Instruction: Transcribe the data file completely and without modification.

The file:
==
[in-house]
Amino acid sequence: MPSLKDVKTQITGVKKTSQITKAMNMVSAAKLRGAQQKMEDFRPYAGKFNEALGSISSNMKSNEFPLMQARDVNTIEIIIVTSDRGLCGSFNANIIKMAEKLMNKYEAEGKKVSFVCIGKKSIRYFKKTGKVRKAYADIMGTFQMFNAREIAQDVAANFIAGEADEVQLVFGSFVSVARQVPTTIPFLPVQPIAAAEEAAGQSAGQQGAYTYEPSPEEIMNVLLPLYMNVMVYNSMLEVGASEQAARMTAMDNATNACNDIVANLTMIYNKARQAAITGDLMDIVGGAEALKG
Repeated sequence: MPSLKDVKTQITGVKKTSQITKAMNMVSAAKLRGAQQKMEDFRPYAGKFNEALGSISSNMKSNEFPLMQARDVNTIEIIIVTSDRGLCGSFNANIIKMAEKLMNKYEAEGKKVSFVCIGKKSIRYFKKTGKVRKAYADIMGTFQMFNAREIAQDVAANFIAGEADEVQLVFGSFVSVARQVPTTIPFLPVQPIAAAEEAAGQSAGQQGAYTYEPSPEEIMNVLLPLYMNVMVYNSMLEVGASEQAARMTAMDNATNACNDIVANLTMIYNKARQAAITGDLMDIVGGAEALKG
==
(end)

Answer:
[in-house]
Amino acid sequence: MPSLKDVKTQITGVKKTSQITKAMNMVSAAKLRGAQQKMEDFRPYAGKFNEALGSISSNMKSNEFPLMQARDVNTIEIIIVTSDRGLCGSFNANIIKMAEKLMNKYEAEGKKVSFVCIGKKSIRYFKKTGKVRKAYADIMGTFQMFNAREIAQDVAANFIAGEADEVQLVFGSFVSVARQVPTTIPFLPVQPIAAAEEAAGQSAGQQGAYTYEPSPEEIMNVLLPLYMNVMVYNSMLEVGASEQAARMTAMDNATNACNDIVANLTMIYNKARQAAITGDLMDIVGGAEALKG
Repeated sequence: MPSLKDVKTQITGVKKTSQITKAMNMVSAAKLRGAQQKMEDFRPYAGKFNEALGSISSNMKSNEFPLMQARDVNTIEIIIVTSDRGLCGSFNANIIKMAEKLMNKYEAEGKKVSFVCIGKKSIRYFKKTGKVRKAYADIMGTFQMFNAREIAQDVAANFIAGEADEVQLVFGSFVSVARQVPTTIPFLPVQPIAAAEEAAGQSAGQQGAYTYEPSPEEIMNVLLPLYMNVMVYNSMLEVGASEQAARMTAMDNATNACNDIVANLTMIYNKARQAAITGDLMDIVGGAEALKG